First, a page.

One wouldn’t necessarily expect an architect to be drawn to the ethereal, but the London-based architect Asif Khan can’t help but be attracted to some of nature’s most fleeting expressions. In 2011, Khan created clouds as his Designer of the Future project; this year, commissioned by Swarovski Crystal Palace, Khan set out to create nothing less than an ice halo — in Miami. Here, the dapper and eloquent Khan shares this otherworldly experience, the magic of crystal honeycombs and super-duper construction materials.
It’s been quite a major year for you, Asif. You designed an installation for Coca-Cola at the London Olympics, had a project at the Design Museum, and now we’re here to talk about this commission for Swarovski.
It’s been quite a crazy year. Yes.
So, what will we be seeing in crystal form at Design Miami/?
Parhelia. It’s an ice halo. It’s something that happens to microscopic ice crystals in the northern latitudes. And we found a way to do that with Swarovski crystals. We’re going to create a pavilion inside the tent, which kind of creates that optical effect which you can normally only see in nature.
Is it like a prism?
It’s something that happens because of the hexagonal ice crystals that are forming. This kind of honeycomb that we have, that Swarovski is producing, basically contains crystals that act as a daylight filter. It’s a kind of panel — actually, it’s an architectural material — which incorporates crystals inside of it. You can use it as construction material, but, there’s some stuff that we’re going to do to it which makes it like a super-duper version of itself.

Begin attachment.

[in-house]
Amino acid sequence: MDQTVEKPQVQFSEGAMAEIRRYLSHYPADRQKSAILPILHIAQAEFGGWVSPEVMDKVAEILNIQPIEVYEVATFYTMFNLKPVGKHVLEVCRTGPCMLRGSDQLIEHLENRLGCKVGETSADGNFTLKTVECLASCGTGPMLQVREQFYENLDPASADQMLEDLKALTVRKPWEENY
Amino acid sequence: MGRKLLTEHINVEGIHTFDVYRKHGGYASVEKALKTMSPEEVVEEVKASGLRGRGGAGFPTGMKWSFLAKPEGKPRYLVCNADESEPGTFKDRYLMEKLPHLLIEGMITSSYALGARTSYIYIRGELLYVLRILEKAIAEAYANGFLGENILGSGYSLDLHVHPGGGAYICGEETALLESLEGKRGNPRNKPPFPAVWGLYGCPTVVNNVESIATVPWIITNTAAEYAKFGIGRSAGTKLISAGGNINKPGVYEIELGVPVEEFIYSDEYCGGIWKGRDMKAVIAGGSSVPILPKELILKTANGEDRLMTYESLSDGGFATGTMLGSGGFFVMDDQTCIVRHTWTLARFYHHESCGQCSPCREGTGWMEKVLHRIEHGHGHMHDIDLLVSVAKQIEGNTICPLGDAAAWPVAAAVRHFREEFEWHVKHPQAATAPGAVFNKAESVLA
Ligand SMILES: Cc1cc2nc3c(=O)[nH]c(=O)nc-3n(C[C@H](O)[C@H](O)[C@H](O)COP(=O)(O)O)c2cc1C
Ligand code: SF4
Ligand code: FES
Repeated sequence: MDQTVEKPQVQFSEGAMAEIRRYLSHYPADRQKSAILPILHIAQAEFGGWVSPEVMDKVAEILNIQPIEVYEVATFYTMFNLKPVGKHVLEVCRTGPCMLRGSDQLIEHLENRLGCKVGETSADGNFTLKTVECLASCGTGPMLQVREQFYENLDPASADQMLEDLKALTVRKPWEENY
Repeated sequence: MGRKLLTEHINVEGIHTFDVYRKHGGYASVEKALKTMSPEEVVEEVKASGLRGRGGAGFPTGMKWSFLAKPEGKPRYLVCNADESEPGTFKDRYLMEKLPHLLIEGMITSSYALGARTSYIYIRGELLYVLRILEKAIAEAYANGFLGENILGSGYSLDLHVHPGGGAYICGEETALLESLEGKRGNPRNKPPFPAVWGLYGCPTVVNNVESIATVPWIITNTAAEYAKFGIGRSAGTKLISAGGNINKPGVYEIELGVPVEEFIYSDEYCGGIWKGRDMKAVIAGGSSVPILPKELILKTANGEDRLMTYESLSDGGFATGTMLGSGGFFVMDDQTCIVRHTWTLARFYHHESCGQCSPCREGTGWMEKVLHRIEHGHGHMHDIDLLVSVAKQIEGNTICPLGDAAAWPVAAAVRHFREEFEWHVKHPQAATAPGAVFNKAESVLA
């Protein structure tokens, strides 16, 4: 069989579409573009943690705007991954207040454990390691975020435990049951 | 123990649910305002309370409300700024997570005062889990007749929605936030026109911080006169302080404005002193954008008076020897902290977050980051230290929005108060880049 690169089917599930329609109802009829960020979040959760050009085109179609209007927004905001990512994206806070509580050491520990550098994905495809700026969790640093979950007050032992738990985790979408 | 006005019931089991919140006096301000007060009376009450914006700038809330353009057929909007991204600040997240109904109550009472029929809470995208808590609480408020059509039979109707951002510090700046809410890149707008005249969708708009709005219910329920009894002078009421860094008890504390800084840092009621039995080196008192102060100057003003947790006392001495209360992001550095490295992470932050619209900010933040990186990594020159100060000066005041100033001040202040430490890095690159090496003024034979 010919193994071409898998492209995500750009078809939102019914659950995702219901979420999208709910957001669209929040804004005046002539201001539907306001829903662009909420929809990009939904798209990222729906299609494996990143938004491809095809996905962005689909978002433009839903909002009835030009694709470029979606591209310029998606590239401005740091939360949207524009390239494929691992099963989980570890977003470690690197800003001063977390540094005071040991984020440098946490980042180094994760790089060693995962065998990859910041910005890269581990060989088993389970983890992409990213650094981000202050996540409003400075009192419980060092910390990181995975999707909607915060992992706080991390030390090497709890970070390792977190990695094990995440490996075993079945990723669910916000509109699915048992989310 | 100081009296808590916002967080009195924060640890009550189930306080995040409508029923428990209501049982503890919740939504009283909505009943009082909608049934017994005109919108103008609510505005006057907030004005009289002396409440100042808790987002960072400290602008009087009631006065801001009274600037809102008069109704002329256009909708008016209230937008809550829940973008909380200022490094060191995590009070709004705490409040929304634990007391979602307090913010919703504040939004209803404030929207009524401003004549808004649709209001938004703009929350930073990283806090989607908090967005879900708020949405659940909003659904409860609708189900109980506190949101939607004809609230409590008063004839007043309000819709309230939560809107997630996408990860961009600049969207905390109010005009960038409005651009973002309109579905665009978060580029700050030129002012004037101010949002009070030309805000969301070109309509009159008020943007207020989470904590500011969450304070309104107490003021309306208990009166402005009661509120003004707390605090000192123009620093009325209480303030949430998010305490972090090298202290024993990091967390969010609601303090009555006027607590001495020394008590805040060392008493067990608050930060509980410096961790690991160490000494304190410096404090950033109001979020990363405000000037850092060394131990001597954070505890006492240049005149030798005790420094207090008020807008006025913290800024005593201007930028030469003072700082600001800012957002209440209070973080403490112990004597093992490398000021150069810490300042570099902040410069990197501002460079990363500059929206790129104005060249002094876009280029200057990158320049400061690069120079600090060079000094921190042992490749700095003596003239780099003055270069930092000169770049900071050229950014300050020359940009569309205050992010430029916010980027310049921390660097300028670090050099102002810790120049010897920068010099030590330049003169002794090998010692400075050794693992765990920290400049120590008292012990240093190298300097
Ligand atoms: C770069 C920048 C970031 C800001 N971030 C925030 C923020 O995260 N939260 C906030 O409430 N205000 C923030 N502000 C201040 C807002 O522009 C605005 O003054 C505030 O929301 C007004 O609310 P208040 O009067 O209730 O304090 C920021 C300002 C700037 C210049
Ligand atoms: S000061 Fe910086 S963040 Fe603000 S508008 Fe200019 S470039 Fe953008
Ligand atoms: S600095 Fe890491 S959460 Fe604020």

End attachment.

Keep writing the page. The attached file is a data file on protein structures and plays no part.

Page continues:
What kind of research did you do to create this super crystal?
We did a bunch of research. I didn’t quite believe that it would be possible to do this, so we set about trying to create an ice halo for ourselves. In fact, we created the world’s first indoor ice halo at the university of Manchester. It was minus 30 degrees in that room!
What attracted you to this project in the first place?
Well, coming from an architectural background, I liked that I could offer them something that’s more experiential and involves working within a space, rather than just creating an object. When I saw Nadia speak at Design Miami/Basel over the summer, I was really taken by how sincere she was. It’s not just a company sponsoring design.
I can only be useful to people who want me to be useful to them. You can feel from them [Swarovski] that there was a genuine interest in innovation, and that’s a part of the history of the company. Their catalogue is so extensive; it’s a who’s who of design — I can’t even touch that world. But with me, they agreed to explore what we can do with architecture.
- Tali Jaffe